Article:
This is not a BMW. So why should it aspire to drive like one?
That was the question running through my head during the first 100 miles in the 2008 Buick Lucerne Super.
It's a Buick through and through and I find no flaw there. Some people may shun it, or even make fun of it -- laughing that most of the people who buy new Buicks signed the Declaration of Independence or that the harpoon for this whaleboat is sold separately. But those snarky twerps weren't going to buy one anyway, so try silence for a bit. I really liked this car.
Behind the wheel of the Lucerne Super, I was washed with this floating feeling of sublime comfort. Put away all of those German and Japanese luxury sports sedans with their taut suspensions and turbos and embrace the king of squishy rides. Kiss the beefy V-8 and note the car's swishing swagger 500 feet past those railroad tracks you may or may not have crossed. It's hard to tell really.
This car hits the highways oblivious to its conditions. In Detroit, where every sports car shakes like a baby's rattle on our horrible roads, the Lucerne Super glides over the biggest bumps. It's a waterbed on wheels, winning me over just a little bit more with every ripple.
Finally, a big sedan that rides, drives and delivers like a big sedan should. God Bless Buick, and the U.S. of A. (Though here's an interesting side note: China is the No. 1 market for Buick).
My first experience with a Buick and the word "Super" was anything but superb.
However, that was the outdated Lacrosse Super -- the Lucerne is different.
First, no one will laugh at the exterior. It's refined and simple. The four portholes on each front fender are used to either symbolize the number of cylinders in the engine or the number of decades of the average age of Buick owner.
The Super model comes with a unique grille, front and rear fascias and special rocker panels. The differences are subtle but distinctive. It also comes with standard 18-inch wheels that look nicely stuffed into the wheel wells.
Now, the suspension should have felt stiffer. The Lucerne Super uses magnetic ride technology to provide a customized feel. The suspension can adjust to any bump nearly as quick as it takes for a tire to fall into the pothole. The magnetic variable assist rack-and-pinion steering is a little loose and doesn't offer much feedback in wide turns. Speed bumps, rail road tracks, animal carcasses, it didn't matter, the Super plowed through all them without ever causing me to spill a drop of coffee.
When I would try to whip the Super onto a highway entrance ramp, I'd have to carefully bring it straight due to the power in the engine and heavy body roll I'd experience. Note: I was doing this a much faster than I'd recommend to most Buick drivers. But, wow, they were fun. On normal approaches to a turn, the car's body would remain mostly flat and the steering felt much firmer.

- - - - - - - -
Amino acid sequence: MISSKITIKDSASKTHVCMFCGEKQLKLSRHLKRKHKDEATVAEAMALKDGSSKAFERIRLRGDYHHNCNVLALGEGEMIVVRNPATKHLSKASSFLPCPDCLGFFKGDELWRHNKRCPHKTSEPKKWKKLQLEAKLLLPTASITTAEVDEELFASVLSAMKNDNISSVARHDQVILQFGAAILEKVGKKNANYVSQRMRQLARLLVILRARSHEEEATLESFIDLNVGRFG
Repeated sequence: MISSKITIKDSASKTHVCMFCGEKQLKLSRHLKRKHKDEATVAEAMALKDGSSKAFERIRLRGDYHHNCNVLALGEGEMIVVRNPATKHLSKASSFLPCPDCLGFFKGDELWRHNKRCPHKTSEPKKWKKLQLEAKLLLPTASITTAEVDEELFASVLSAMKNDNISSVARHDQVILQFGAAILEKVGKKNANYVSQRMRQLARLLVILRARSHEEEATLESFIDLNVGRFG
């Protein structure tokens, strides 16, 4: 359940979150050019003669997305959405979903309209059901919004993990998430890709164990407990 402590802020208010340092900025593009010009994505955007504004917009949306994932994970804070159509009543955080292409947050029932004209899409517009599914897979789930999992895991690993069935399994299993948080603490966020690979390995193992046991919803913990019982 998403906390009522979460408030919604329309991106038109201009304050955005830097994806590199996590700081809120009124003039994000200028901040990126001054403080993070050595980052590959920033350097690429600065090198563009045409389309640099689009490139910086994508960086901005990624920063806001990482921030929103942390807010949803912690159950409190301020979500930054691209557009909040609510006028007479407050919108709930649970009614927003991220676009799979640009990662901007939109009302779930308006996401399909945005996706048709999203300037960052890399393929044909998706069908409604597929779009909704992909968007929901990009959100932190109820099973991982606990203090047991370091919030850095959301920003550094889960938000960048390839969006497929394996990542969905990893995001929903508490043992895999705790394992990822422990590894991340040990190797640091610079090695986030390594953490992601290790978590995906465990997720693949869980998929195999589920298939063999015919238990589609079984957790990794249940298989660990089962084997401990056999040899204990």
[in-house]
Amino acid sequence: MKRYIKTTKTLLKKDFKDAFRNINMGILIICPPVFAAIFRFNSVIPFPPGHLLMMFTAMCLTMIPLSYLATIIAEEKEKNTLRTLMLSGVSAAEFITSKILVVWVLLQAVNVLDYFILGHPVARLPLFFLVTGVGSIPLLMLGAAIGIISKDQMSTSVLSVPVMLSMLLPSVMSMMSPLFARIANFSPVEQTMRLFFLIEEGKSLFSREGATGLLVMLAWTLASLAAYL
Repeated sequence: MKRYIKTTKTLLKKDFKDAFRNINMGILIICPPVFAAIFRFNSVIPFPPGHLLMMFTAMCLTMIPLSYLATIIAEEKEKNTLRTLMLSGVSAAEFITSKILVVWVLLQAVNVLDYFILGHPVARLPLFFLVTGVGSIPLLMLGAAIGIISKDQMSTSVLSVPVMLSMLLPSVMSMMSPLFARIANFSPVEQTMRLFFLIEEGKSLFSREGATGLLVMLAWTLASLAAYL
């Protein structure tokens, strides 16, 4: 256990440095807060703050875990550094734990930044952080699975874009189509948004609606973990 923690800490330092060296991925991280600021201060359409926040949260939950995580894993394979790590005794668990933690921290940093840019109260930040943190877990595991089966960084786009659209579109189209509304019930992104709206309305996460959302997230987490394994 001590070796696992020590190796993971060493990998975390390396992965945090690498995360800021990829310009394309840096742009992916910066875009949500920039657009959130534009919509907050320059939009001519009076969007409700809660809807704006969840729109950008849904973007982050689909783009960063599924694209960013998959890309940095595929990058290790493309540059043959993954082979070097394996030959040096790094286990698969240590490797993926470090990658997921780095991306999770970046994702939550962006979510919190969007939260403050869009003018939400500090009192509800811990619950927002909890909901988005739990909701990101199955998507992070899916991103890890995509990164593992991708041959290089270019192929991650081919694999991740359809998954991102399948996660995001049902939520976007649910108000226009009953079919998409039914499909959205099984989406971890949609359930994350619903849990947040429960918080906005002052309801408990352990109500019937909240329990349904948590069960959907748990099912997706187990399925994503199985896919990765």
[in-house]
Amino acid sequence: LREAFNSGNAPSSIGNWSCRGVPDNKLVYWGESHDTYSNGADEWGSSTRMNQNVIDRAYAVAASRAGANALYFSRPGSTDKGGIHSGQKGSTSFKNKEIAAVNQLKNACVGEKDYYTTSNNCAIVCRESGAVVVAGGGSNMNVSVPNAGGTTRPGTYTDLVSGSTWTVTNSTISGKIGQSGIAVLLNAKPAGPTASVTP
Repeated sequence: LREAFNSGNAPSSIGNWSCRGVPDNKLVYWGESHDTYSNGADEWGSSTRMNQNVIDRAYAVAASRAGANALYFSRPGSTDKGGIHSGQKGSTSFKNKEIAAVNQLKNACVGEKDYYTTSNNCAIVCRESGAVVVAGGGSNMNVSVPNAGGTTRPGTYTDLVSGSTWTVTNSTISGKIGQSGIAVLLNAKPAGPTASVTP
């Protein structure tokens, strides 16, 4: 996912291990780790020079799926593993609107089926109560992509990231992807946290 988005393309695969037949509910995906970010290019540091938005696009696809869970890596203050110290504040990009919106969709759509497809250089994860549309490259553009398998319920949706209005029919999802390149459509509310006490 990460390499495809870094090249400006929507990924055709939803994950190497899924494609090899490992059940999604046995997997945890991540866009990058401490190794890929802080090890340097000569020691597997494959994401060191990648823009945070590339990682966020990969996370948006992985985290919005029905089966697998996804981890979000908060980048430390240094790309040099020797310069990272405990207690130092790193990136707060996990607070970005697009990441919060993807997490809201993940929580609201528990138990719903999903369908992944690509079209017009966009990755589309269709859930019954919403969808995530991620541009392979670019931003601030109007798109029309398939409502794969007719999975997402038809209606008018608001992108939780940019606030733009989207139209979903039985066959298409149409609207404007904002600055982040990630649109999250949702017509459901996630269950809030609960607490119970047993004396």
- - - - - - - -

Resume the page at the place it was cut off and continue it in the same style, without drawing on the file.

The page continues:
Inside, the Buick Super was insanely quiet. Buick uses a number of materials, such as laminated glass and special sound-deadening materials around the engine, to keep noises outside of the cabin. It works: The outside world stayed outside.
Mash the accelerator and you'd catch a hint of the 4.6-liter V-8 blasting off with hardly any torque steer -- an impressive feat for a front wheel drive car carrying 292-horsepower. There's a lot of power, but it's necessary, this car drives on the heavy side of the road.
Driving is really a secondary activity in the Super. Instead, you should enjoy the XM radio on the 280-watt stereo and the conversation with friends. There's tons of space. The back seat is big enough that you may not want to loan it to your high school aged grandchild. The dash is simple and all of the buttons are intuitively in the right place. Everything looks well made and elegant.
The Super may not win Buick many new customers, especially as V-8s lose favor with consumers, but its airy ride will take you right down memory lane to a day when big cars glided down the road and men wore hats to the office. Times may have changed, and men hardly wear ties to the office much less a fedora, but this Buick hits the mark. It's the same as it ever was, and there's nothing wrong with that.
2008 Buick Lucerne Super
Type: Five passenger, full-size front-wheel drive sedan
Engine: 4.6-liter V-8
Power: 292 horsepower at 6,300 rpm; 288-pound-feet torque at 4,500 rpm
Recommended fuel: Premium (not required)
Redline: 6,700 rpm
EPA Mileage: 15 mpg city / 22 mpg highway
Transmission: Four-speed automatic
Rear: Independent, multi link
Steering: Magnetic variable assist rack-and-pinion
Front: 12.7-inch vented discs
Rear: 11.5-inch discs
Wheels: 18-inch painted aluminum (chrome plated optional)
Curb weight: 4,004 pounds
Trunk space: 17 cubic feet
Fuel Tank: 18.5 gallons
Scott Burgess is the auto critic for The Detroit News. His auto reviews run every Wednesday and Saturday. He can be reached at email@example.com.
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